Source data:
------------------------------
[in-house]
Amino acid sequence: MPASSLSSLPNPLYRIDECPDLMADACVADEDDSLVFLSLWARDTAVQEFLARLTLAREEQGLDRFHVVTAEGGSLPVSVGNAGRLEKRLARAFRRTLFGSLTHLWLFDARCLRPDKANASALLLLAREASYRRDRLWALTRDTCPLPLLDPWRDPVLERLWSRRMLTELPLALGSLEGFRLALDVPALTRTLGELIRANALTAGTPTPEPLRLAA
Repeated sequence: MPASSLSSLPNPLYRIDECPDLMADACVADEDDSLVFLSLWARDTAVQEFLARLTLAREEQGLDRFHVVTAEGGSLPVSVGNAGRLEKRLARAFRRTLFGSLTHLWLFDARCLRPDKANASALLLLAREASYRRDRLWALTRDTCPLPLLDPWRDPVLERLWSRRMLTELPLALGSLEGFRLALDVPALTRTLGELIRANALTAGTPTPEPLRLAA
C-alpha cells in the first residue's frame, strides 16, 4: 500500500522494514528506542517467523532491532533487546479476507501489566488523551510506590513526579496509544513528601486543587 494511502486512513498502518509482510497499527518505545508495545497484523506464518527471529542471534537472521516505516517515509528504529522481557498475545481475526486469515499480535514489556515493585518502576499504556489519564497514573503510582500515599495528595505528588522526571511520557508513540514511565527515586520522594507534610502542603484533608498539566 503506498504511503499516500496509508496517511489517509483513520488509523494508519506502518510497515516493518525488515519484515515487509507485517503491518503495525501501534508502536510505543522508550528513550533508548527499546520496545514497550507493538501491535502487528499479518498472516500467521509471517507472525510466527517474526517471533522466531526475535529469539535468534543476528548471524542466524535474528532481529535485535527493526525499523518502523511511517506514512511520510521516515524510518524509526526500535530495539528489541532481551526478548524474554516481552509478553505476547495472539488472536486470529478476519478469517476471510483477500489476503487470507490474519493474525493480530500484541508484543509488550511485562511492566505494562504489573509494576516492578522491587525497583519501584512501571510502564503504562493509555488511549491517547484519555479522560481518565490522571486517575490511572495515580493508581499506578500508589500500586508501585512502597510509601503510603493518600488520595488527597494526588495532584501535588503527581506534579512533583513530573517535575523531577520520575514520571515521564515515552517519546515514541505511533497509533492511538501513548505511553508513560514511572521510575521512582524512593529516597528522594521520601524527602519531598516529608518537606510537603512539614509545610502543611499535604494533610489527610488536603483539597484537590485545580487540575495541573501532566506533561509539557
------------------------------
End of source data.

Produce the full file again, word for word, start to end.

[in-house]
Amino acid sequence: MPASSLSSLPNPLYRIDECPDLMADACVADEDDSLVFLSLWARDTAVQEFLARLTLAREEQGLDRFHVVTAEGGSLPVSVGNAGRLEKRLARAFRRTLFGSLTHLWLFDARCLRPDKANASALLLLAREASYRRDRLWALTRDTCPLPLLDPWRDPVLERLWSRRMLTELPLALGSLEGFRLALDVPALTRTLGELIRANALTAGTPTPEPLRLAA
Repeated sequence: MPASSLSSLPNPLYRIDECPDLMADACVADEDDSLVFLSLWARDTAVQEFLARLTLAREEQGLDRFHVVTAEGGSLPVSVGNAGRLEKRLARAFRRTLFGSLTHLWLFDARCLRPDKANASALLLLAREASYRRDRLWALTRDTCPLPLLDPWRDPVLERLWSRRMLTELPLALGSLEGFRLALDVPALTRTLGELIRANALTAGTPTPEPLRLAA
C-alpha cells in the first residue's frame, strides 16, 4: 500500500522494514528506542517467523532491532533487546479476507501489566488523551510506590513526579496509544513528601486543587 494511502486512513498502518509482510497499527518505545508495545497484523506464518527471529542471534537472521516505516517515509528504529522481557498475545481475526486469515499480535514489556515493585518502576499504556489519564497514573503510582500515599495528595505528588522526571511520557508513540514511565527515586520522594507534610502542603484533608498539566 503506498504511503499516500496509508496517511489517509483513520488509523494508519506502518510497515516493518525488515519484515515487509507485517503491518503495525501501534508502536510505543522508550528513550533508548527499546520496545514497550507493538501491535502487528499479518498472516500467521509471517507472525510466527517474526517471533522466531526475535529469539535468534543476528548471524542466524535474528532481529535485535527493526525499523518502523511511517506514512511520510521516515524510518524509526526500535530495539528489541532481551526478548524474554516481552509478553505476547495472539488472536486470529478476519478469517476471510483477500489476503487470507490474519493474525493480530500484541508484543509488550511485562511492566505494562504489573509494576516492578522491587525497583519501584512501571510502564503504562493509555488511549491517547484519555479522560481518565490522571486517575490511572495515580493508581499506578500508589500500586508501585512502597510509601503510603493518600488520595488527597494526588495532584501535588503527581506534579512533583513530573517535575523531577520520575514520571515521564515515552517519546515514541505511533497509533492511538501513548505511553508513560514511572521510575521512582524512593529516597528522594521520601524527602519531598516529608518537606510537603512539614509545610502543611499535604494533610489527610488536603483539597484537590485545580487540575495541573501532566506533561509539557